To e or not to e

eIs it judgment? Or judgement?

Views vary, but the established use of the English language by the legal profession is that a legally binding ruling by a court is a judgment – without an e. Whereas, in the more general sense, a view about some other matter is a judgement – with an e. Thus, in the course of a judgment, a judge might remark that the defendant made an error of judgement in making sexual advances to a waxwork mannequin of Marilyn Monroe in Madame Tussauds.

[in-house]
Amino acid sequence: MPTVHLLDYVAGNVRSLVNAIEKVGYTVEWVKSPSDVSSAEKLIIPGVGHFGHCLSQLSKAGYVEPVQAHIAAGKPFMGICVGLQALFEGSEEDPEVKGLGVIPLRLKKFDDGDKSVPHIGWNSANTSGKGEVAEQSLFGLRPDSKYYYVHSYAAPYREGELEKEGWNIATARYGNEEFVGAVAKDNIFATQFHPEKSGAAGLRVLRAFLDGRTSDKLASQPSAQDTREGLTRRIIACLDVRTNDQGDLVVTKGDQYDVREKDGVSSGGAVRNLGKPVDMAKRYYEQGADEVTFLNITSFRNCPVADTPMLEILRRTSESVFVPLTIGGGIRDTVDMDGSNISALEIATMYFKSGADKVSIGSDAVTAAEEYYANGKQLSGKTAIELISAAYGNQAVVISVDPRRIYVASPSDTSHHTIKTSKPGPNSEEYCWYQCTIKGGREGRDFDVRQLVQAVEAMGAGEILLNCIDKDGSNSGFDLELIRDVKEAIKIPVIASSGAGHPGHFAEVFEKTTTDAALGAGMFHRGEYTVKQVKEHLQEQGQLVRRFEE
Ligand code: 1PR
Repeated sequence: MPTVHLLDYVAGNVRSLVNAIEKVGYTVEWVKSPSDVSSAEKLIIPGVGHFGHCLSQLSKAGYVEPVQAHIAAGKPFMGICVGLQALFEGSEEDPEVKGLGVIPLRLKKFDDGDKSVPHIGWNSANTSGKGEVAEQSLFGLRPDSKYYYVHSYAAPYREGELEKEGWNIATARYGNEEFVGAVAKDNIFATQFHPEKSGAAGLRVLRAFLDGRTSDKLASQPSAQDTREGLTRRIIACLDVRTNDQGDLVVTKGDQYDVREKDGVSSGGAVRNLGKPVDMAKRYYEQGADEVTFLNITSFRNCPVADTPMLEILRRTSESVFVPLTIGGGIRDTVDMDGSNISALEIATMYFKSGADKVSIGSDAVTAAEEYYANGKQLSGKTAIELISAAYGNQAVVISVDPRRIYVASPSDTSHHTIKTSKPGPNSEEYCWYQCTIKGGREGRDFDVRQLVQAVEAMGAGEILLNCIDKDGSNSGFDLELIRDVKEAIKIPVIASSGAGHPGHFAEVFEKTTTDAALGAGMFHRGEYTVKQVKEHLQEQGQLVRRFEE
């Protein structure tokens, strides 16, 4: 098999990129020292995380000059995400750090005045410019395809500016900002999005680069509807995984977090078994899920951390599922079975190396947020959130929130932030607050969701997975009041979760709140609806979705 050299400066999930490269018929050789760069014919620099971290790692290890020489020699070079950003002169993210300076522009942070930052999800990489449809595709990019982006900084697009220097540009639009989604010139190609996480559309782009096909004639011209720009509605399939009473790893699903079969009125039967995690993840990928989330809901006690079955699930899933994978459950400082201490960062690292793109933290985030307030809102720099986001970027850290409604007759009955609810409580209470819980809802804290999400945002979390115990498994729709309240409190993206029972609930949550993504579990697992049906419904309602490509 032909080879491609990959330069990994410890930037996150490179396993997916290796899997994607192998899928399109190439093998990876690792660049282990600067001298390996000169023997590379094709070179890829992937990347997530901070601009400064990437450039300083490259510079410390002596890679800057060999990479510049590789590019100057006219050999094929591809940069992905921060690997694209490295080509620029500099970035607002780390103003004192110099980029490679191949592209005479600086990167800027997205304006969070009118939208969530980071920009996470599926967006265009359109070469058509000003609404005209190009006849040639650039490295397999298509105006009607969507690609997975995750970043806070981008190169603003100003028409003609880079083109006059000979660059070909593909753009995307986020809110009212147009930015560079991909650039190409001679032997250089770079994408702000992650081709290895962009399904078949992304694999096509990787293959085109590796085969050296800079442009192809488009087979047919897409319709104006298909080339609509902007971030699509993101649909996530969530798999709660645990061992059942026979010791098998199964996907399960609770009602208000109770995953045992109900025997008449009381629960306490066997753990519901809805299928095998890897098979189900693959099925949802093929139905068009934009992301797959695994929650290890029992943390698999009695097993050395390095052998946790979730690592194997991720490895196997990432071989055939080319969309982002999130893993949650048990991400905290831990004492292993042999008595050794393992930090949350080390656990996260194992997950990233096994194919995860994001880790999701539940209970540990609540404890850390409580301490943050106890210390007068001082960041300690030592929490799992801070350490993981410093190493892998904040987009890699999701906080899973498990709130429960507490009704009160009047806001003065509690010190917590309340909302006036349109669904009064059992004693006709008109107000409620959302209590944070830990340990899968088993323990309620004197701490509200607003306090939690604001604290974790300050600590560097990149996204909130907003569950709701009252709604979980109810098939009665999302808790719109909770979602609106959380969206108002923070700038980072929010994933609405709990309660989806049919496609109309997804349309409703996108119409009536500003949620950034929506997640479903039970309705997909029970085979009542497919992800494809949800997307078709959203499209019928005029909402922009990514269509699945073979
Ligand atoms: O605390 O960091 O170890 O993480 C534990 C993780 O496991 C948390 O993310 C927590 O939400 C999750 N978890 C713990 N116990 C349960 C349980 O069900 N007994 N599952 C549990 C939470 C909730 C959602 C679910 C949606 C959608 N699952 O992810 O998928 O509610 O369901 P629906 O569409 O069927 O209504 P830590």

Almost always, when a journalist departs from that usage, it is because the journalist is simply unaware of it. Except in the United States, of course, where they leave the vowels out of all sorts of words.

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